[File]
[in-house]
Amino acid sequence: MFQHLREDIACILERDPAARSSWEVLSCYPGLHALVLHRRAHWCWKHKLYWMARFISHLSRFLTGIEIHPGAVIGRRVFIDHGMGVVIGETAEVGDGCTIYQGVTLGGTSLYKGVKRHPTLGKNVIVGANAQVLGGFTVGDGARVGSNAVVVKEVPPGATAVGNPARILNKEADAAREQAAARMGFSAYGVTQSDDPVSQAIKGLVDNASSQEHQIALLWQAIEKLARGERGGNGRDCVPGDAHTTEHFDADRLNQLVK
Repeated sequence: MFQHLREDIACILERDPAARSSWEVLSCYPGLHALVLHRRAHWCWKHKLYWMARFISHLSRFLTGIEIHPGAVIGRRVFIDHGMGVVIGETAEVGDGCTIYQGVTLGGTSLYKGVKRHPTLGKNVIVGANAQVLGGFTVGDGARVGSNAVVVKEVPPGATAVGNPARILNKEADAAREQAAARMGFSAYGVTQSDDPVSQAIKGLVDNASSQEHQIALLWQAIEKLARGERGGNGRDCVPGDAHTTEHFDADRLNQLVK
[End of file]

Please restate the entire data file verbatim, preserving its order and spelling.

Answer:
[in-house]
Amino acid sequence: MFQHLREDIACILERDPAARSSWEVLSCYPGLHALVLHRRAHWCWKHKLYWMARFISHLSRFLTGIEIHPGAVIGRRVFIDHGMGVVIGETAEVGDGCTIYQGVTLGGTSLYKGVKRHPTLGKNVIVGANAQVLGGFTVGDGARVGSNAVVVKEVPPGATAVGNPARILNKEADAAREQAAARMGFSAYGVTQSDDPVSQAIKGLVDNASSQEHQIALLWQAIEKLARGERGGNGRDCVPGDAHTTEHFDADRLNQLVK
Repeated sequence: MFQHLREDIACILERDPAARSSWEVLSCYPGLHALVLHRRAHWCWKHKLYWMARFISHLSRFLTGIEIHPGAVIGRRVFIDHGMGVVIGETAEVGDGCTIYQGVTLGGTSLYKGVKRHPTLGKNVIVGANAQVLGGFTVGDGARVGSNAVVVKEVPPGATAVGNPARILNKEADAAREQAAARMGFSAYGVTQSDDPVSQAIKGLVDNASSQEHQIALLWQAIEKLARGERGGNGRDCVPGDAHTTEHFDADRLNQLVK